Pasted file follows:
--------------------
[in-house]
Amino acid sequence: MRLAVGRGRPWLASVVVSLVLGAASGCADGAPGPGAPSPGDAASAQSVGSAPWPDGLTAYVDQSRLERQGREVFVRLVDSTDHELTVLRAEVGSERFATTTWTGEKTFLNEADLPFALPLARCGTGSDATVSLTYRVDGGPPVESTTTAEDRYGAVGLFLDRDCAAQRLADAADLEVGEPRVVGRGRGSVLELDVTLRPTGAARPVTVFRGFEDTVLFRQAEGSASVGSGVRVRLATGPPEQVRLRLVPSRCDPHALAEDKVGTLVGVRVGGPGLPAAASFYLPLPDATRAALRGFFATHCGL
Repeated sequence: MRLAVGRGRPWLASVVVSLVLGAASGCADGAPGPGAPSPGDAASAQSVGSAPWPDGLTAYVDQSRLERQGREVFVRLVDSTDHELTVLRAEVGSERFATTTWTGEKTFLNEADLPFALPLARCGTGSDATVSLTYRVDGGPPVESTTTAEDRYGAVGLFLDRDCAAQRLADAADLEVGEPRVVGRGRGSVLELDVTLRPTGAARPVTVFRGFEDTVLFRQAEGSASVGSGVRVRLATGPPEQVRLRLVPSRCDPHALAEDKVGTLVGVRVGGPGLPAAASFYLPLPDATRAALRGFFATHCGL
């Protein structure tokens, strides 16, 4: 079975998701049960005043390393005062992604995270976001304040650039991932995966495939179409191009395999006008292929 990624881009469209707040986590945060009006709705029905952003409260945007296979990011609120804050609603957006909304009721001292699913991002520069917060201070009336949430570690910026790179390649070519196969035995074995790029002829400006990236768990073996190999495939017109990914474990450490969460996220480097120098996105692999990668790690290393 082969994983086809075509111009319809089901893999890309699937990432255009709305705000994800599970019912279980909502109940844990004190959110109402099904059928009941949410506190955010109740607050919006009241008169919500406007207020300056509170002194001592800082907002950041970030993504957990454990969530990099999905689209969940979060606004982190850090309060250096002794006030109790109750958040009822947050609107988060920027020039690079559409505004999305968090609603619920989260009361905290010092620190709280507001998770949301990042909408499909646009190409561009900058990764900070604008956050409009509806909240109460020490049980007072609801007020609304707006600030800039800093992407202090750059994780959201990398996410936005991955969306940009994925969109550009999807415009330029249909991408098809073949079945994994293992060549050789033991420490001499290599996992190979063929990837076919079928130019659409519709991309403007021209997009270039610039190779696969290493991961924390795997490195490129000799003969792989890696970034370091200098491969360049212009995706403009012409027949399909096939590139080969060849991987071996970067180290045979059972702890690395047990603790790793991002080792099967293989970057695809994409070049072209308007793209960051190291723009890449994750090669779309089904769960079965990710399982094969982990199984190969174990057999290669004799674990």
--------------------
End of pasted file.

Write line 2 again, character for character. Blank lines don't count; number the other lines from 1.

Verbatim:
Amino acid sequence: MRLAVGRGRPWLASVVVSLVLGAASGCADGAPGPGAPSPGDAASAQSVGSAPWPDGLTAYVDQSRLERQGREVFVRLVDSTDHELTVLRAEVGSERFATTTWTGEKTFLNEADLPFALPLARCGTGSDATVSLTYRVDGGPPVESTTTAEDRYGAVGLFLDRDCAAQRLADAADLEVGEPRVVGRGRGSVLELDVTLRPTGAARPVTVFRGFEDTVLFRQAEGSASVGSGVRVRLATGPPEQVRLRLVPSRCDPHALAEDKVGTLVGVRVGGPGLPAAASFYLPLPDATRAALRGFFATHCGL